||Public Displays of Affection
|| Robert Seith | CWK Network Producer
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“I mean you shouldn’t really
be making out in the hallways that’s not what you should be doing
in school. You can do that on your own time.”
16. Who says her school’s rules against public displays of affection
Recently a high school student in the tiny town of Bend, Oregon
made national news when she was suspended for hugging her boyfriend
in the school hallway. School officials and kids don’t always
agree on the rules against public displays of affection.
In hallways, cafeterias or parking lots, there’s hugging,
kissing, and more. Students say they often see public displays
of affection.“I think it’s kind of weird, in
the middle of the hall. Like get a room, you know?” says
But many have no problem with it. “Hugging you know, in
between classes, it’s not really a big deal,” says
Carla, 16. “It’s not doing anyone any harm really,
I don’t think,” adds 16-year-old Jesse.
The problem is, different people will have different opinions
on what is harmless and what isn’t. “You have somebody
holding hands and touching inappropriate body parts as they’re
walking down the hall,” says Paula Bryman, LCSW, “Is
that going to offend somebody else… is that going to make
them late for class… is that going to make them focused
on their boyfriend and not their academics?”
So, to avoid controversy, in most schools the rule is: no public
displays of affection, period. Even an innocent kiss with your
boyfriend… as 17-year-old Polly Matthews found out one day. “I’ve
gotten in trouble before when teachers just told me to like cut
it out in the hallway or something like that,” she says.
Teenagers are exposed to more sexual content than ever in the
media… and many scoff at the rules against displays of affection. “That’s
really none of their business,” says Polly. “If I got
suspended for hugging my girlfriend, that would be ridiculous,” adds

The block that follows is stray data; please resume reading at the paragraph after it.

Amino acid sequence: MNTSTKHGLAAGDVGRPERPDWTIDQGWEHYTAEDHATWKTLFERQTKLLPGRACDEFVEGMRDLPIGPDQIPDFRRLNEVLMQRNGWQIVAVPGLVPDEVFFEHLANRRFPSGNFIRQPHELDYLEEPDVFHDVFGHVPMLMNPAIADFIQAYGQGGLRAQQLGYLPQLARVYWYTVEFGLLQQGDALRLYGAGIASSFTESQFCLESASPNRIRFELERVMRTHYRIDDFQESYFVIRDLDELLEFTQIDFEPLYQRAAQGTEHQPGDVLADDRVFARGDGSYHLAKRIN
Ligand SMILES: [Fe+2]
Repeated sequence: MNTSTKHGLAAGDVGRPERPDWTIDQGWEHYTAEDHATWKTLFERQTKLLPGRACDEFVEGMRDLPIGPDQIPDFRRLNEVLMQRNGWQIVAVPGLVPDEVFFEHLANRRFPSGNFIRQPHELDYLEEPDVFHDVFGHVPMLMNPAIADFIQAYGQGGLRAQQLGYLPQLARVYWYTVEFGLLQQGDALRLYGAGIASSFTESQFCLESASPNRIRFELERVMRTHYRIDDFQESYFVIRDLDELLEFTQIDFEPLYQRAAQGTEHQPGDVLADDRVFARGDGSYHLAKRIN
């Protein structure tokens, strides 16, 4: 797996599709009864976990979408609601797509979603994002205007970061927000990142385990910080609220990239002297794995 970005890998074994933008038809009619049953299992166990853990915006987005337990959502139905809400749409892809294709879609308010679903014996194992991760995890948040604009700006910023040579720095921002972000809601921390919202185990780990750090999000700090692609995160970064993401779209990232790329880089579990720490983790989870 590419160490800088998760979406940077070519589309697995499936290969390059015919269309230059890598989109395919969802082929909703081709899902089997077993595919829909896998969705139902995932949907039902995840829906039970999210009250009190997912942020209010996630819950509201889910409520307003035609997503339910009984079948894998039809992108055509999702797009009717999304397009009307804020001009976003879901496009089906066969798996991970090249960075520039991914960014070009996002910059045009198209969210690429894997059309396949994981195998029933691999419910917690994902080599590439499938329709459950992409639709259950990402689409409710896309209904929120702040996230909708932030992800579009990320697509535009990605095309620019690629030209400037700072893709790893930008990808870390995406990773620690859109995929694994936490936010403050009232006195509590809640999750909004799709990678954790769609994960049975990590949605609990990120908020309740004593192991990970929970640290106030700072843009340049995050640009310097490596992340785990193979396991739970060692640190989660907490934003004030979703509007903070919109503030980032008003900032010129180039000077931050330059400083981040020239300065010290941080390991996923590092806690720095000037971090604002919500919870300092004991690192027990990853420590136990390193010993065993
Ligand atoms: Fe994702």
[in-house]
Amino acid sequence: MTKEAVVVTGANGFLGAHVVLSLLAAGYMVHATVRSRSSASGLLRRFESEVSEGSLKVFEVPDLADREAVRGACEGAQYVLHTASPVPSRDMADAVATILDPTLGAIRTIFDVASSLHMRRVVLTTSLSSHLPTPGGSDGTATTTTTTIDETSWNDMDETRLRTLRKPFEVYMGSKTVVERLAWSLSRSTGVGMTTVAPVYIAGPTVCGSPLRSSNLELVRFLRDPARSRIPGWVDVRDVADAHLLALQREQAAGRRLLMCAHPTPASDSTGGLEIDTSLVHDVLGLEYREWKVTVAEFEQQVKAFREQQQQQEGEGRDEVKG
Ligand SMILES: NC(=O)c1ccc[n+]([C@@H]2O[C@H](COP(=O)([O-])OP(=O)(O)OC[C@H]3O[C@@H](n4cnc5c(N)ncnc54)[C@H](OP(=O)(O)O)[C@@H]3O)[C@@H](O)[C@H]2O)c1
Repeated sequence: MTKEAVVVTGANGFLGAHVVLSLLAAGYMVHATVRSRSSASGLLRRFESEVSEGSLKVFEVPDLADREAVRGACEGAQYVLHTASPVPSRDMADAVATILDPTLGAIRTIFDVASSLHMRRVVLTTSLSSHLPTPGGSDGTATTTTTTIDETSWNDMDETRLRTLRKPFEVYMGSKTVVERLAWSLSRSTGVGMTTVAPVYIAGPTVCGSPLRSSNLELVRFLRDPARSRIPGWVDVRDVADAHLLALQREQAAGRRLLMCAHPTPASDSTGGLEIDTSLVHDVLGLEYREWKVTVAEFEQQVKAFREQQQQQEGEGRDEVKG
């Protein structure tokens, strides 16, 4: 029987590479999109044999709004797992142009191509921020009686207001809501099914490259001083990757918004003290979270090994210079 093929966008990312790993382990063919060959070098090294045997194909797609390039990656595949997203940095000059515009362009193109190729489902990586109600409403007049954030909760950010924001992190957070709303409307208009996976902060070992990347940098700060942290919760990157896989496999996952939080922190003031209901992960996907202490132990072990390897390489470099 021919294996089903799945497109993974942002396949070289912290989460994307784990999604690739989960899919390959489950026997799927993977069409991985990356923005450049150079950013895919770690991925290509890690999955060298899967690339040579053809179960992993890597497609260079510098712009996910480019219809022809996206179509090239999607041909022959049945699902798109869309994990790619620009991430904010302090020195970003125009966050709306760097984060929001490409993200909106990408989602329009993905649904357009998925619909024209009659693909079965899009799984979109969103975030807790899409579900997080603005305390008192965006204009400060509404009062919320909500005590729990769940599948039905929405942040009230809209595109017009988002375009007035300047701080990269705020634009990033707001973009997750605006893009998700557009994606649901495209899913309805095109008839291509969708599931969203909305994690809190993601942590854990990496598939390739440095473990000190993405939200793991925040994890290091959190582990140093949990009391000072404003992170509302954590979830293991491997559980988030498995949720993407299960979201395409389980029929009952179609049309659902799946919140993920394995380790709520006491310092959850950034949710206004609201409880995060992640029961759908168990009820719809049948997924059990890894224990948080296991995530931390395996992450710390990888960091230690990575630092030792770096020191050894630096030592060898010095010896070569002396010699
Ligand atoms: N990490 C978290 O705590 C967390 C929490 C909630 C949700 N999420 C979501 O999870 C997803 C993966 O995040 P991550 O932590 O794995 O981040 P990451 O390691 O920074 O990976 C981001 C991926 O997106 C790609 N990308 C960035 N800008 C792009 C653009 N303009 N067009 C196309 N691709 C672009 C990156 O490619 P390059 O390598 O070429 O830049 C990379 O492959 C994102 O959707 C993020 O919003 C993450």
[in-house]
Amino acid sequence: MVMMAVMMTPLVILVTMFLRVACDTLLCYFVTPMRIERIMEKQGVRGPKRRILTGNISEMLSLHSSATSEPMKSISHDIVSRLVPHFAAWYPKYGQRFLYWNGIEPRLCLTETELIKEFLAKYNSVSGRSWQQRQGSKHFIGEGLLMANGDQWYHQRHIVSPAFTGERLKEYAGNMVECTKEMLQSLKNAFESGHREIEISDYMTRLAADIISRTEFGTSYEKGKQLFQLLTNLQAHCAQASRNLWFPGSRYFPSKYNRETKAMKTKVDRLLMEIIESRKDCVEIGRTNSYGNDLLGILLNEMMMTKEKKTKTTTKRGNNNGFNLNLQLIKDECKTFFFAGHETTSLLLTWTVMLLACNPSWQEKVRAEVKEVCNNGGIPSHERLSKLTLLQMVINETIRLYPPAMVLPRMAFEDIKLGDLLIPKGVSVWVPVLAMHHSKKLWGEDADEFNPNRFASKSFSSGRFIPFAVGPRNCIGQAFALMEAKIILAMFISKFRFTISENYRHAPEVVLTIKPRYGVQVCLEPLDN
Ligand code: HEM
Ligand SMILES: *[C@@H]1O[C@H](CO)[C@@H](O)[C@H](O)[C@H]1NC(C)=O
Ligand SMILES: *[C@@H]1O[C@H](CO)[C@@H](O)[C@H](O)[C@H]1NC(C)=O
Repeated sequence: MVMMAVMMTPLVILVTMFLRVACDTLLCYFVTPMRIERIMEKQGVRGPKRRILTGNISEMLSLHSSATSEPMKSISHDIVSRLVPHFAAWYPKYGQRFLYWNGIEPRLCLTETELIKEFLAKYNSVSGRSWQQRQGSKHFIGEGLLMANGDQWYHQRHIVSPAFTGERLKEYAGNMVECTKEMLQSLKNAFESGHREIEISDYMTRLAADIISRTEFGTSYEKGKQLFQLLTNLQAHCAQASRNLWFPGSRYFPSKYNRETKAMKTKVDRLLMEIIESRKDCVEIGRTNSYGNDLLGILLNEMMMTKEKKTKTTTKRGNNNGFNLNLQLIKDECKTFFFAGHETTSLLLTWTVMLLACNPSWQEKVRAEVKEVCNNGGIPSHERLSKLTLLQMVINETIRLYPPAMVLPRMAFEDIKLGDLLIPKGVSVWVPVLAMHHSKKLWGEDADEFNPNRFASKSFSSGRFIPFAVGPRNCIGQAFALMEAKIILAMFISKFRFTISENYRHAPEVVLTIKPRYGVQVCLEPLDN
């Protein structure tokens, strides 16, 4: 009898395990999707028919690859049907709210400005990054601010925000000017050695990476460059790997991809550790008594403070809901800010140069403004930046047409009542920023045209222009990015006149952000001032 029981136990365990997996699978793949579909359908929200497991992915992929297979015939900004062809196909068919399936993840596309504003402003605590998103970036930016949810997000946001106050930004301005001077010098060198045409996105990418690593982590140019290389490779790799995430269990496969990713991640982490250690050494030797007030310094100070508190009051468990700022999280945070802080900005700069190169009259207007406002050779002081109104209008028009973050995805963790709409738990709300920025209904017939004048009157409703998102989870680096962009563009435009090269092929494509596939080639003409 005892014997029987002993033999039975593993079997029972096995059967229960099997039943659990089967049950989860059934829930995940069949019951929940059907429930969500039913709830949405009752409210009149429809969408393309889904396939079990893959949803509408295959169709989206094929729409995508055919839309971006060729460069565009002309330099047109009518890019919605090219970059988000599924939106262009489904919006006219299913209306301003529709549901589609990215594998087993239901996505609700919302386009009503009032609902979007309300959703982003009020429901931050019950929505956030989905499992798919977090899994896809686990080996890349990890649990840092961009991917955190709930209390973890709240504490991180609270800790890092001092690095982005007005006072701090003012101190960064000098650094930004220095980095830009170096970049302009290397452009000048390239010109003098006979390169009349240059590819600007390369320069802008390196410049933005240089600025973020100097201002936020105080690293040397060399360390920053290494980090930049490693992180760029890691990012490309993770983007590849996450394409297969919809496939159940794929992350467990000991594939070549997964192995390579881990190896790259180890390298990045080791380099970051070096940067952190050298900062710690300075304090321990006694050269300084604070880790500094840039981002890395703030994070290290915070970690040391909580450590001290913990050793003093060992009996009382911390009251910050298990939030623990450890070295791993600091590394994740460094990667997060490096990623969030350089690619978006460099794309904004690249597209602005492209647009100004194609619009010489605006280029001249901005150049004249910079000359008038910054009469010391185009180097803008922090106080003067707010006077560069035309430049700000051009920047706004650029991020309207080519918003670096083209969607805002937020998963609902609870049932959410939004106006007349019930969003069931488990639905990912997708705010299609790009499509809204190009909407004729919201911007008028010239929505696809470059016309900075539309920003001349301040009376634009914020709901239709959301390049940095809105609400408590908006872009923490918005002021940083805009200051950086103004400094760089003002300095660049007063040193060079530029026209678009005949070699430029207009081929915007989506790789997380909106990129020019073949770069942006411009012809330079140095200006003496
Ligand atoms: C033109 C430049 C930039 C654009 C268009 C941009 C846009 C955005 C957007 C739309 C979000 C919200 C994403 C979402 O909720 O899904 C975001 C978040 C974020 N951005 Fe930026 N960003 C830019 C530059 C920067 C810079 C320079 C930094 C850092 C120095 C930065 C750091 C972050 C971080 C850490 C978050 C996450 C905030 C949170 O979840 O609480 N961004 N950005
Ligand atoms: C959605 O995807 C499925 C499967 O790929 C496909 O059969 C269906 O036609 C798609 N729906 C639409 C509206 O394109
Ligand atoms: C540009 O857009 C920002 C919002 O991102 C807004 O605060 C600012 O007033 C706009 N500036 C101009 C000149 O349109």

“Is it silly? Maybe. But you know what, when I go to work
I have to follow rules and I don’t like all my rules and
this is sort of part of growing up,” says Bryman.
And she says parents should help their child understand, “It’s
your job to walk into that building and be focused on learning.
Not focused on your boyfriend. Once school is out, get your homework
done, you can focus on the boyfriend.”
|By Larry Eldridge
CWK Network, Inc.
Teenagers who set the sexual boundaries in a relationship may be a
growing trend, according to research based on national surveys of the
sexual habits of teens. The study, published in the American Sociological
Association’s journal Context, reveals that girls are convincing
more boys to prolong sex until they are in a serious relationship. Study
co-author Barbara Risman, a sociologist at North Carolina State University,
says, in addition, that more boys are staying virgins longer.
The study’s findings, based on survey results compiled by
the Centers for Disease Control and Prevention, included the following
- The percentage of sexually active black teens fell from 81.5
percent to 72.7 percent from 1991 to 1997.
- Among whites, the number declined from 50.1 percent to 43.7
percent; among Latinos, the drop was 53.1 percent to 52.2 percent.
- The number of high school boys under 18 who engaged in sexual
activity dropped 5.7 percent from 1991 to 1997.
- Teen pregnancy rates dropped 17 percent from 1990 to 1996.
- Teen abortion rates dropped 16 percent from 1990 to 1995.
So why are more teens waiting longer to have sex? Some experts
believe they are becoming increasingly aware of the risks involved
in sexual activity – including pregnancy and sexually transmitted
diseases (STDs) – due to abstinence campaigns and a surge in
positive messages about self-esteem. The U.S. Department of Health
and Human Services cites these additional statistics and facts that
may help curb teenage sexual activity:
- More than 1 million teens become pregnant each year.
- Young girls have more problems during pregnancy.